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#6: How psychedelics work: Fire the conductor, let the orchestra play | Top 10 2019
Next up on the top 10 countdown, Big Think's sixth most popular video illustrates the mental fireworks of a psychedelic experience.
Michael Pollan is the author of How to Change Your Mind and seven previous books including Cooked, Food Rules, In Defense of Food, The Omnivore's Dilemmaand The Botany of Desire, which received the Borders Original Voices Award for the best non-fiction work of 2001, and was recognized as a best book of the year by the American Booksellers Association and Amazon.com. PBS premiered a two-hour special documentary based on The Botany of Desire in fall 2009.
MICHAEL POLLAN: So how do these psychedelics work? Well, the honest answer is: We don't entirely know. But we know a few things. One is, they fit a certain receptor site -- the serotonin 52A receptor -- and they look a lot like serotonin, if you look at the molecular models of them. And in fact, LSD fits that receptor site even better than serotonin does, and it stays there longer, and that's why the LSD trip can last 12 hours.
What happens after that, we don't really know. It's an agonist to that receptor, so it increases its activity. And this, the neuroscientists say, "leads to a cascade of effects," which is shorthand for "don't really know what happens next." But one thing we do know, or we think we know, is that it appears that one particular brain network is deactivated or quieted, and that is the default mode network. This was discovered not very long ago by a researcher in England named Robin Carhart-Harris, who was dosing people with psilocybin and LSD and then sliding them into an MRI machine to take an FMRI, a Functional Magnetic Resonance Image. And the expectation, I think, was that people would see an excitation of many, many different networks in the brain. That's what the kind of mental firework foretold. But he was very surprised to discover that one particular network was down-regulated, and that was this default mode network.
So what is that? Well, it's a tightly linked set of structures connecting the prefrontal cortex to the posterior cingulate cortex to deeper, older centers of emotion and memory. It appears to be involved in things like self reflection, theory of mind (the ability to impute mental states to others), mental time travel (the ability to project forward in time and back) which is central to creating an identity, right? You don't have an identity without a memory. And the so-called autobiographical memory, the function by which we construct the story of who we are by taking the things that happen to us and folding them into that narrative, and that appears to take place in the posterior cingulate cortex.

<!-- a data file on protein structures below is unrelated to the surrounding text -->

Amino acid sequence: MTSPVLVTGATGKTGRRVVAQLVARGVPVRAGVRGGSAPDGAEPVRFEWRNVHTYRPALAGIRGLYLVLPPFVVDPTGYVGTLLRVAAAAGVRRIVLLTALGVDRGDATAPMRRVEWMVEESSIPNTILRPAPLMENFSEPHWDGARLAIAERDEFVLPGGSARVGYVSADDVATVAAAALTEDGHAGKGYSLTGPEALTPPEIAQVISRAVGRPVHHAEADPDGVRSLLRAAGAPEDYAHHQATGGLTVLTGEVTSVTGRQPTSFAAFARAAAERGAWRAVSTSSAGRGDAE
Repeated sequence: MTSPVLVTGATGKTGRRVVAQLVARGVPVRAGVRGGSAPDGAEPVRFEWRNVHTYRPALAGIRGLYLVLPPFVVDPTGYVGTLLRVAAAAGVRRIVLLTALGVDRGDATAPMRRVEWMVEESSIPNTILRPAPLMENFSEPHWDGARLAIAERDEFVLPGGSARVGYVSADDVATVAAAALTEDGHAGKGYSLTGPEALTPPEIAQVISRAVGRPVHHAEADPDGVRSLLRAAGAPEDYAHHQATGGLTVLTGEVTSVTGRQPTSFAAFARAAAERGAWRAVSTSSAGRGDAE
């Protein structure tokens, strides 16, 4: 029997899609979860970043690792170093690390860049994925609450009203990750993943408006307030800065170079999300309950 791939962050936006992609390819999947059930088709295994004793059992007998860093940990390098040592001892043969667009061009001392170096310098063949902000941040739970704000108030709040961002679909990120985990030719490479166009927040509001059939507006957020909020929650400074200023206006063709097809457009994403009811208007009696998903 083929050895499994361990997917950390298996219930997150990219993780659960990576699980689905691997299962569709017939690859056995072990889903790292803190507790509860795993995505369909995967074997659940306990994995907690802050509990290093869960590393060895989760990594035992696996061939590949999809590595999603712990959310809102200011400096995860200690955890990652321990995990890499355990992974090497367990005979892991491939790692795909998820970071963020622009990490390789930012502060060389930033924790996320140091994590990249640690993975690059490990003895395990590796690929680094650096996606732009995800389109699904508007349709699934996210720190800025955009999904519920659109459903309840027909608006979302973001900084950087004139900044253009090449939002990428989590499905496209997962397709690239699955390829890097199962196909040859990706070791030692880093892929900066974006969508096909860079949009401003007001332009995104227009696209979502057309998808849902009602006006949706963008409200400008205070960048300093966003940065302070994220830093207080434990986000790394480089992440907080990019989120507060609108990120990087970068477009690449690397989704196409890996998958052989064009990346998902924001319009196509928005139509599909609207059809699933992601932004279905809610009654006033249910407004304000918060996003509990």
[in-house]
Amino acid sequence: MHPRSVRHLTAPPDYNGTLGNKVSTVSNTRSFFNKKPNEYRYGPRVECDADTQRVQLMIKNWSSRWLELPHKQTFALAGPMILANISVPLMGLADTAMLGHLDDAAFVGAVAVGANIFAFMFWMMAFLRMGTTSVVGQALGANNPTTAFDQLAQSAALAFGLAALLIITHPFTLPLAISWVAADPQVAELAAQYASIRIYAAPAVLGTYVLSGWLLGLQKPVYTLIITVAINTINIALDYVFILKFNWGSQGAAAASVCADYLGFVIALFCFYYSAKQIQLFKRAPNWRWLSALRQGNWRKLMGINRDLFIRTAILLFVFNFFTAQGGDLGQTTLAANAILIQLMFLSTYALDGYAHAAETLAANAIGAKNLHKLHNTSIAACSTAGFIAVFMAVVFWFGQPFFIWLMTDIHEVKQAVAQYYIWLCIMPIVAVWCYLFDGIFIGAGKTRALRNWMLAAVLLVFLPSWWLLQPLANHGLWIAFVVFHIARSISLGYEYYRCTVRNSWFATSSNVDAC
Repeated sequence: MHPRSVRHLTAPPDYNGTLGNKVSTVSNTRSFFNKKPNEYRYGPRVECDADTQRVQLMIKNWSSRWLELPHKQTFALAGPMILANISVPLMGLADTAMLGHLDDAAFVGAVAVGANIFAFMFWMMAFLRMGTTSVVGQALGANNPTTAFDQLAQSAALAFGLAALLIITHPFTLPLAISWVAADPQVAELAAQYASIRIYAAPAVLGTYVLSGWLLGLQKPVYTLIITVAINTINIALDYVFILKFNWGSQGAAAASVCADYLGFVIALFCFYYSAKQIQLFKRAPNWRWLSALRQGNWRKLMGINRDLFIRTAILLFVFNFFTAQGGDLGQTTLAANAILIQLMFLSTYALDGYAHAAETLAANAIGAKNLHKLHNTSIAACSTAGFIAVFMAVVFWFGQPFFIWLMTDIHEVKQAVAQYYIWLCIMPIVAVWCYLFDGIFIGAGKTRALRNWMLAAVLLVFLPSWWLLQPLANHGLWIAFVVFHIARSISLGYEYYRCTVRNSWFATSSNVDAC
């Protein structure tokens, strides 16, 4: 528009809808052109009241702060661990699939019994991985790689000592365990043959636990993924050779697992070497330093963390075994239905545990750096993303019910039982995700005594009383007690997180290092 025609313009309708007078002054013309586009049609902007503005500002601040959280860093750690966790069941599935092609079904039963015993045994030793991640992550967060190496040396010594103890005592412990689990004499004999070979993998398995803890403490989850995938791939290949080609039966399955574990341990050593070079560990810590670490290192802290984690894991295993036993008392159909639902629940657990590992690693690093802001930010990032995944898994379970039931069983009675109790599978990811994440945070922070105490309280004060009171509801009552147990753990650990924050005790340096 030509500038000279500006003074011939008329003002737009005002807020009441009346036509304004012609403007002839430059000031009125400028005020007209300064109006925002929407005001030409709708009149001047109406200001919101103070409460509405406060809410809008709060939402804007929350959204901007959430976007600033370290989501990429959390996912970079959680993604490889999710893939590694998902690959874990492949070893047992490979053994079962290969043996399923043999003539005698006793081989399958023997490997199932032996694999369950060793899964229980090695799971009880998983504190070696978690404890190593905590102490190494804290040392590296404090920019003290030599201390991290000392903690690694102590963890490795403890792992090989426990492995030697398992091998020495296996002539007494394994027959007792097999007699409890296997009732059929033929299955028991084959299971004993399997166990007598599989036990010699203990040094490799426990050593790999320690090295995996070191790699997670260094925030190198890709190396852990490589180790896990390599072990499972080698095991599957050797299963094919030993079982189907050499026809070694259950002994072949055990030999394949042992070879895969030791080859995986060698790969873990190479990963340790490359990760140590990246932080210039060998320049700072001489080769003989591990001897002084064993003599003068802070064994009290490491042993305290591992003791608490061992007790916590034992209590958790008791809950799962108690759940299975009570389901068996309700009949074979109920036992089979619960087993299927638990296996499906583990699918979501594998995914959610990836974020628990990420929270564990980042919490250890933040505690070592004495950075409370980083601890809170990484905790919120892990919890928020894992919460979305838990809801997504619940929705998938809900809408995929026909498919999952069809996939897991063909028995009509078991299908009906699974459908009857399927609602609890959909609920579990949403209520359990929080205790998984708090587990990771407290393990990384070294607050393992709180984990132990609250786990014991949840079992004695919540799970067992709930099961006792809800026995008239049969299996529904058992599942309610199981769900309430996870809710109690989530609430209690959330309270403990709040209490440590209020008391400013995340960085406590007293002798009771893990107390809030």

So to the extent the ego can be said to have a location in the brain, it appears to be this, the default mode network. It's active when you're doing nothing, when your mind is wandering. It can be very self critical. It's where self talk takes place. And that goes quiet. And when that goes quiet, the brain is sort of, as one of the neuroscientists put it, let off the leash because those ego functions, that self idea, is a regulator of all mental activity. And the brain is a hierarchical system and the default mode network appears to be at the top; it's kind of the orchestra conductor or corporate executive. And you take that out of the picture, and suddenly you have this uprising from other parts of the brain, and you have networks that don't ordinarily communicate with one another suddenly striking up conversations. So you might have the visual cortex talking to the auditory system and suddenly you're seeing music. Or it becomes palpable. You can feel it or smell it -- synesthesia. So you have this temporary rewiring of the brain in the absence of the control of the regulator.
And this appears to have a beneficial effect in terms of jogging the brain out of bad patterns. Many of the disorders that psychedelics appear to treat well are manifestations of a stuck brain, a brain that is locked in loops, a mind that's telling itself destructive stories, like 'I can't get through the day without a cigarette. I'm unworthy of love. My work is shit.' These kinds of evidence of habitual thinking in a really negative loop are relieved. And it may be that an overactive ego is what punishes us. And that relief from that dictator is exactly what some people need to free themselves from habits -- mental habits and behavioral habits. That, at least, is the theory. I think there's a lot more we need to learn, but it's a very provocative theory. And then if we have a tool for behavior change, that's a huge deal. I mean, I know, having worked on food for many years, that changing people's food habits as adults is almost impossible. We are creatures of habit in many, many ways. And the older we get, the worse it gets. So if we have something that can kind of lubricate cognition, that can shake the snow globe, as another researcher put it, this might be very helpful in helping people escape these traps.
- Big Think's #6 most popular video of 2019 explains the ego's "location" in the brain: It would be the default mode network, where much of your self-critical mind chatter happens. Taking psychedelics down-regulates this brain network.
- Researchers describe the effect of psychedelics as "letting the brain off its leash", or firing the conductor to let the orchestra play. Without the default mode network acting as a dictator, areas of the brain that don't normally interact meet, producing phenomena like hallucinations and synesthesia.